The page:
Divorce-Related Property Division Discussions Must Include Marital Debts
August 19, 2015
When most people think about divorcing couples disagreeing on a property division settlement, they envision images of lists of cars, homes, photo albums or stock portfolios. Something not typically thought of – but, nevertheless, a huge part of any discussion about dividing marital assets – is marital debt.
A marriage does not just involve two hearts who come together; it involves bringing together two complete lives filled with memories, belongings and, yes, debts. Most pre-marital debts involved by a single party will remain separate upon divorce. Joint debts, however – even those incurred by the parties before they were married – are subject to division and inclusion in a property division settlement. Importantly, judges have a great deal of discretion when establishing a fair and equitable division of marital debt.
Regardless of how the debt is divided or balanced against a property award, if you are involved in a divorce – or anticipate that you will be in the future – think about the following:
Even if your spouse is awarded a portion of your joint marital debt, if he or she is unable to pay, the creditor could bring a legal action against you to recover the balance due; since both of you agreed to the terms of the credit extended to you, you are both legally responsible for ensuring it is paid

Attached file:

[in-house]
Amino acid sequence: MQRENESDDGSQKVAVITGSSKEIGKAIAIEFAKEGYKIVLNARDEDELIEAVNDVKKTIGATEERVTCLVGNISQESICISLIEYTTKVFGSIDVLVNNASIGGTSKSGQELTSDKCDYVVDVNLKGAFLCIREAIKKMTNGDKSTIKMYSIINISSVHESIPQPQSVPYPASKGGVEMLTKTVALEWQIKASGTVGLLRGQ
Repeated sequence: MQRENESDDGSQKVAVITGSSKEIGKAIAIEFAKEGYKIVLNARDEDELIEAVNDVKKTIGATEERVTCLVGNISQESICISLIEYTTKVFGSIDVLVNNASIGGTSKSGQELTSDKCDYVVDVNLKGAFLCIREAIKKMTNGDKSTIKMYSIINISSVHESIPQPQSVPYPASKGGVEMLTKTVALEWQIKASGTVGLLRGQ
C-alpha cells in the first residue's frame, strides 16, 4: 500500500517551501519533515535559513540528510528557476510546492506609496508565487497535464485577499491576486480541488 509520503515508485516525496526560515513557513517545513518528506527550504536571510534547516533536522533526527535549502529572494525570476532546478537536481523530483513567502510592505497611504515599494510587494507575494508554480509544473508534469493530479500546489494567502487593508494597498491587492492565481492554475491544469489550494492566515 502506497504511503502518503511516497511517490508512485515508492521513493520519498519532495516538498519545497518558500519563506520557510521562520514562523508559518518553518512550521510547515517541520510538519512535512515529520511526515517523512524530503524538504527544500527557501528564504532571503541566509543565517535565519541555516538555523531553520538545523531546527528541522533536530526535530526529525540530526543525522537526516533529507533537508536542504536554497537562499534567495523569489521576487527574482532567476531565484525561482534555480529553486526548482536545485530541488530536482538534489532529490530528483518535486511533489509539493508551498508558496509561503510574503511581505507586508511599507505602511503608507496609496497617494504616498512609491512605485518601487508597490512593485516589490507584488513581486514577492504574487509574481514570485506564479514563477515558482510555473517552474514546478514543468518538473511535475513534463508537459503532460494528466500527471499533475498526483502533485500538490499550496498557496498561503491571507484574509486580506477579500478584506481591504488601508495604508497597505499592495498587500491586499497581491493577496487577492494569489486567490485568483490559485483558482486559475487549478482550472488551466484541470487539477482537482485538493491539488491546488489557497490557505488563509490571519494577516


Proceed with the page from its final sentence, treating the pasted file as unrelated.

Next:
Joint credit cards or lines of credit should be closed as soon as divorce becomes a certainty to ensure that your spouse cannot run up a big balance in the interim
If you have only had joint accounts with your spouse during the marriage, consider applying for solo accounts prior to the divorce so you can start building your own credit record
Try negotiating with creditors for a lower interest rate or payment on those debts you are assigned as part of the divorce decree
If you are in the midst of a divorce and want to learn more about the methodology and practice of dividing marital debt and assets, speak with an experienced New York family law attorney today.